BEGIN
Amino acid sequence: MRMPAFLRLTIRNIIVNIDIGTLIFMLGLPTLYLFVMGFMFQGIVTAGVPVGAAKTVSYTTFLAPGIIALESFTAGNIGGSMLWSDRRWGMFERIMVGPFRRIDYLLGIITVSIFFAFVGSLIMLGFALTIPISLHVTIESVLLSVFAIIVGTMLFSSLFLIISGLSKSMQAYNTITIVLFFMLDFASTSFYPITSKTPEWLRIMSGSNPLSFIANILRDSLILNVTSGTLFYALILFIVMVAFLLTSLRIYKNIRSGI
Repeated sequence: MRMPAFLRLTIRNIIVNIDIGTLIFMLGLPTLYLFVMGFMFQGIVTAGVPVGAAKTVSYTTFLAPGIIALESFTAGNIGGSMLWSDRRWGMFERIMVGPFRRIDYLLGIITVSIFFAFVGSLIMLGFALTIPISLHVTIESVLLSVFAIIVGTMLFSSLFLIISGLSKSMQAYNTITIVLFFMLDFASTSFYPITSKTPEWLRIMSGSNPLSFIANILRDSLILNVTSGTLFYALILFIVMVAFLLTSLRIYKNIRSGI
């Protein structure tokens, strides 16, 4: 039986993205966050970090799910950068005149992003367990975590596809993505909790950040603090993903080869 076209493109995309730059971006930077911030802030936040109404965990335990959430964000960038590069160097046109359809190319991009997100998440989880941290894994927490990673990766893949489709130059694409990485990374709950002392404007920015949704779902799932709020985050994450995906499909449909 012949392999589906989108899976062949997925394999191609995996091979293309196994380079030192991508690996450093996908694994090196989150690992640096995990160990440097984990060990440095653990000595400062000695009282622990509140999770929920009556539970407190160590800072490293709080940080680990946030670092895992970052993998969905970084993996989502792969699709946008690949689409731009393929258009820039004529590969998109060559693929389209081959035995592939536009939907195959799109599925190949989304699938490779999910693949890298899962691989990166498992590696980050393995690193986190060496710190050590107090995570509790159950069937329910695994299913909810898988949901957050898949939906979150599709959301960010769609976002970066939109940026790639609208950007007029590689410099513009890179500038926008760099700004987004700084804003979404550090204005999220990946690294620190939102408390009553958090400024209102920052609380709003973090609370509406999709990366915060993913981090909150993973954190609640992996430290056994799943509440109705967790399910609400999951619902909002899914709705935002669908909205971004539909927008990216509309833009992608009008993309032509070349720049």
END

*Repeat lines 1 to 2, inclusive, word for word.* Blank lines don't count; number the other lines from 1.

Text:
Amino acid sequence: MRMPAFLRLTIRNIIVNIDIGTLIFMLGLPTLYLFVMGFMFQGIVTAGVPVGAAKTVSYTTFLAPGIIALESFTAGNIGGSMLWSDRRWGMFERIMVGPFRRIDYLLGIITVSIFFAFVGSLIMLGFALTIPISLHVTIESVLLSVFAIIVGTMLFSSLFLIISGLSKSMQAYNTITIVLFFMLDFASTSFYPITSKTPEWLRIMSGSNPLSFIANILRDSLILNVTSGTLFYALILFIVMVAFLLTSLRIYKNIRSGI
Repeated sequence: MRMPAFLRLTIRNIIVNIDIGTLIFMLGLPTLYLFVMGFMFQGIVTAGVPVGAAKTVSYTTFLAPGIIALESFTAGNIGGSMLWSDRRWGMFERIMVGPFRRIDYLLGIITVSIFFAFVGSLIMLGFALTIPISLHVTIESVLLSVFAIIVGTMLFSSLFLIISGLSKSMQAYNTITIVLFFMLDFASTSFYPITSKTPEWLRIMSGSNPLSFIANILRDSLILNVTSGTLFYALILFIVMVAFLLTSLRIYKNIRSGI